Copy, Articles, Blog Posts, Novels, and Tweets: What is Content?
There are so many different types of content appearing in so many different places, that it can become hard to keep track of what content actually is. What, for example, is the difference between Shawshank Redemption and Katie Hopkin’s newspaper column? Are they both content?
It’s important to know where content starts and stops so you can be savvy when it comes to publishing it on your website or blog. For freelancers especially, this can be vital when you’re trying to make your break in the business world; one step wrong could prove fatal when trying to impress a new client.
Why Don’t We Call It Content Anywhere Else?
When you’re at school, you don’t refer to your piece of homework as content. At University writing becomes assignments and essays, yet is still homework. Wouldn’t it save an awful lot of confusion if you just called everything content and had done with it? Just think how much easier it could make everything; “Mummy I have done a drawing of Moggy” “Oh what a wonderful piece of content dear, we will display this information on the fridge for other audiences”.
Outside of education, there are films, songs and art that could all be described as content. It seems then, that content starts getting called content when it is no longer put in front of others to be marked, judged and criticised. Although you encourage people to write on your blog post, it’s merely to engage and offer their opinion on the topic, rather than critique the quality of the writing.
Putting one word next to another can significantly change the meaning, so how different is content marketing to plain old run o’ the mill content?
The main difference between the two is simply that content may be an individual piece, designed to communicate information (well) to customers. Content marketing is the wider concept of using content to attract customers to the brand and build a platform of communication, with the hope that they will become a loyal customer.
This point of communication is key for building customer trust and turning readers into customers. Although content (good content, anyway) doesn’t sell a service directly to the audience. Instead, content gains a common ground with a customer that can be developed into a relationship. Content changes how a company is perceived and rated by customers, so getting it wrong could even mean losing clients.
Content isn’t just appealing to your potential customers. Get your content viewed by thousands and you build your company’s brand simply through recognition. Producing content will also put you higher in the rankings for SEO, as well as being seen as a more reputable company.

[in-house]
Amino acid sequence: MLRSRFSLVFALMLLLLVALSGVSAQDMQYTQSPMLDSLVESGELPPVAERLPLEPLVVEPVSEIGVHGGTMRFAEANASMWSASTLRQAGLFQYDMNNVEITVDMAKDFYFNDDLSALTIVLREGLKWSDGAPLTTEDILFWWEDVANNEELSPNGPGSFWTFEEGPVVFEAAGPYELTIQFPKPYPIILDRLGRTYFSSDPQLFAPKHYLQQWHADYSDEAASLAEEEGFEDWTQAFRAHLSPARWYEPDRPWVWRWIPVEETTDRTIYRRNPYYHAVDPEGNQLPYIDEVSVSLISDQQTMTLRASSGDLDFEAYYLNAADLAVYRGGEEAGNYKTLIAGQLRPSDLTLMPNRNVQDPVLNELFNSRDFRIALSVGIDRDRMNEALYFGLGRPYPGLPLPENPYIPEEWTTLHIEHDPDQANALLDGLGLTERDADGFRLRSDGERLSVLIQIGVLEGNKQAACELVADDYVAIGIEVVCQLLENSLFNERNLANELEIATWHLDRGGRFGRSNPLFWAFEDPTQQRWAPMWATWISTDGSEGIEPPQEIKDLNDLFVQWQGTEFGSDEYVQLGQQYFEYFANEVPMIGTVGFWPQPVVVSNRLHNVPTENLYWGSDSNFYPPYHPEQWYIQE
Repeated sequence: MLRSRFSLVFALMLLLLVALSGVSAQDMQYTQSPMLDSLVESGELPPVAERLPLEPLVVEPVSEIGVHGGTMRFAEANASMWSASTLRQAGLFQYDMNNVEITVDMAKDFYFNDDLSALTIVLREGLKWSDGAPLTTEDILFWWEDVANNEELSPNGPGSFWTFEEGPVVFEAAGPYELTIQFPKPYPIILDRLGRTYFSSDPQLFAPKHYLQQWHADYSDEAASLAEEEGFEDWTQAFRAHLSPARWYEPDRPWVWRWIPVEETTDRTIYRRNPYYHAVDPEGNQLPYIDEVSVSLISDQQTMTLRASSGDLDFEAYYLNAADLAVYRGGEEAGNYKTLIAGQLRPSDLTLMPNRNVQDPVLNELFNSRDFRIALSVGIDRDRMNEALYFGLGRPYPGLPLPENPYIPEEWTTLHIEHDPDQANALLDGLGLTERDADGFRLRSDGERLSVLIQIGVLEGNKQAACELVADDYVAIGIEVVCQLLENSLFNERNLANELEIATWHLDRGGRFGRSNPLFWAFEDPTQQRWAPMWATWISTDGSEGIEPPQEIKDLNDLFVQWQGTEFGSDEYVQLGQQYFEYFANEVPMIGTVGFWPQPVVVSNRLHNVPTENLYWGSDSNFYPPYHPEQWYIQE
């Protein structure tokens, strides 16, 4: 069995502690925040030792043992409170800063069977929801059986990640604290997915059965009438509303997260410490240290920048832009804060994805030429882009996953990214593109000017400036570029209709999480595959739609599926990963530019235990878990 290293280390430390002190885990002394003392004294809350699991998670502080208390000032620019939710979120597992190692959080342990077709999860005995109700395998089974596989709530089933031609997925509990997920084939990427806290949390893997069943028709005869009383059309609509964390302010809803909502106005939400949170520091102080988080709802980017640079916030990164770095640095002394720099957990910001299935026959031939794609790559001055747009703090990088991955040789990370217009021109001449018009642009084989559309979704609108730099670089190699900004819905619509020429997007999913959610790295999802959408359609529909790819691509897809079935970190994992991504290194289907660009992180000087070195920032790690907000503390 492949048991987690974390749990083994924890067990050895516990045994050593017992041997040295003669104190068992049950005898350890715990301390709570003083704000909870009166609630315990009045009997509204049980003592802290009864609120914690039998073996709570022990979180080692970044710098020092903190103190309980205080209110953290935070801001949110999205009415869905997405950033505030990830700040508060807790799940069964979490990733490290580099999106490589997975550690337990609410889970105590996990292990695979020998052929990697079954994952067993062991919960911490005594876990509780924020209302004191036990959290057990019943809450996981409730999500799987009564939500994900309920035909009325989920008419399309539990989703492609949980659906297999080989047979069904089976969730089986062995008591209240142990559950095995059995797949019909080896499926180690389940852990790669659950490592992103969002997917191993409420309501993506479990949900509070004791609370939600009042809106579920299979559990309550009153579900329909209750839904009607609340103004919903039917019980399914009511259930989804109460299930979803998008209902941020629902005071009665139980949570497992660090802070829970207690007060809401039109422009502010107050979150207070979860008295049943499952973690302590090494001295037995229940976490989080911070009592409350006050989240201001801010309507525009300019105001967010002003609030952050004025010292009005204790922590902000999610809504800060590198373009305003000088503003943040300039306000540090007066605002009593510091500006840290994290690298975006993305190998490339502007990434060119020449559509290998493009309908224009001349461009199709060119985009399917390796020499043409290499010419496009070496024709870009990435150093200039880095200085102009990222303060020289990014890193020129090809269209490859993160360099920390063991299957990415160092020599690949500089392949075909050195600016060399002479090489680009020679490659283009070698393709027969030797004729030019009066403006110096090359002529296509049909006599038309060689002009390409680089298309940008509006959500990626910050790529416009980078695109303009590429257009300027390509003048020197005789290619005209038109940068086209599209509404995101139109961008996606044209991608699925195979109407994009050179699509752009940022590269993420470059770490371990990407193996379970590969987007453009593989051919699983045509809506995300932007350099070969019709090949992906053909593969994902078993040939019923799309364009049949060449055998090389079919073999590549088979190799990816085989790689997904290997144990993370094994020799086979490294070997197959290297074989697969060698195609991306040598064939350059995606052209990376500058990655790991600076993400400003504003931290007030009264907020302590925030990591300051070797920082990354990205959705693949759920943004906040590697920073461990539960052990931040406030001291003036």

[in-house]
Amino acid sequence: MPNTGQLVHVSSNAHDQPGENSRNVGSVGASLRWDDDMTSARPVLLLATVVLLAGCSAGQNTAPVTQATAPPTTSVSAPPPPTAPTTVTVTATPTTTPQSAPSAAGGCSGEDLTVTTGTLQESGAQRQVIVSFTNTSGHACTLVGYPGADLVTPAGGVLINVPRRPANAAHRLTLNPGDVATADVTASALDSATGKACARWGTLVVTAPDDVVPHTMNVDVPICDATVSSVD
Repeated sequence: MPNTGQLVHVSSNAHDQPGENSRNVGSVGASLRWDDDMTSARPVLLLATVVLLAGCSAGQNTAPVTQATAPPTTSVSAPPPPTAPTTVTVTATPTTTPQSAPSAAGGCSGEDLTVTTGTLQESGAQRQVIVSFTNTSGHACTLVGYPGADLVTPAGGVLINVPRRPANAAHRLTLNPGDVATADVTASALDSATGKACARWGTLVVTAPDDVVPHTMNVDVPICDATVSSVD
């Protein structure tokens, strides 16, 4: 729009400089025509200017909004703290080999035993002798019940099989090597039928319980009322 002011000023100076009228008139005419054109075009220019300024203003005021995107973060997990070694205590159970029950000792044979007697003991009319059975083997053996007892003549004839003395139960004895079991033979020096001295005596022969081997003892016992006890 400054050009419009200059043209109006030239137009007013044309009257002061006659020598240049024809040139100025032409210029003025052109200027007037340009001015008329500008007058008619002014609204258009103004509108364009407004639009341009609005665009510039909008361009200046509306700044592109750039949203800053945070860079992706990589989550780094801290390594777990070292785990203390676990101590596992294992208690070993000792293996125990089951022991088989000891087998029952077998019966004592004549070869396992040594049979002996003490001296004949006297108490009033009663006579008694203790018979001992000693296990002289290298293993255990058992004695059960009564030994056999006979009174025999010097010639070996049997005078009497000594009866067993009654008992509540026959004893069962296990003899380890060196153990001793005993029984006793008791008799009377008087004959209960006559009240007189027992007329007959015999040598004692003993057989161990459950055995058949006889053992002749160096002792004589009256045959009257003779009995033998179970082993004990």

Information vs Content
All content includes information, it’s vital to make your reader click on it! But, information isn’t always classed as content (it’s confusing, we know). Although all content should include information, sometimes information is just information that is being shown to customers. Shouting irrelevant information that isn’t valuable to your audience does not create a wonderful piece of eloquent content – unfortunately.
So at what point does information become content? Normally, when it starts getting interesting. This is a pretty vague definition considering the arbitrariness of what is ‘interesting’ to each person. You might think your low low prices are interesting, but if you’re scrolling through your Twitter feed, are someone else’s low low prices interesting to you? Probably not. Think about what information you find useful and interesting, and the content will follow.
What actually is content? Businessdirectory.com defines content as:
[Text] matter of a document or publication in any form. Content is both information and communication: the sum of total freshness, readability, relevancy, and usefulness of the information presented, and the manner in which it is presented.
We’re pretty happy with this to some extent. The only trouble is this “[Text] matter” business. Content doesn’t have to be just text anymore. The growth of video content means text isn’t necessary at all in the creation of content, and images are becoming more popular.
So, here is our definition of content:
A means of being able to communicate with an audience by providing valuable and relevant information through any means. (Even contemporary dance, if you feel it is necessary).
What’s your definition of content? Have you struggled to differentiate content and information? Leave your comments in the section below!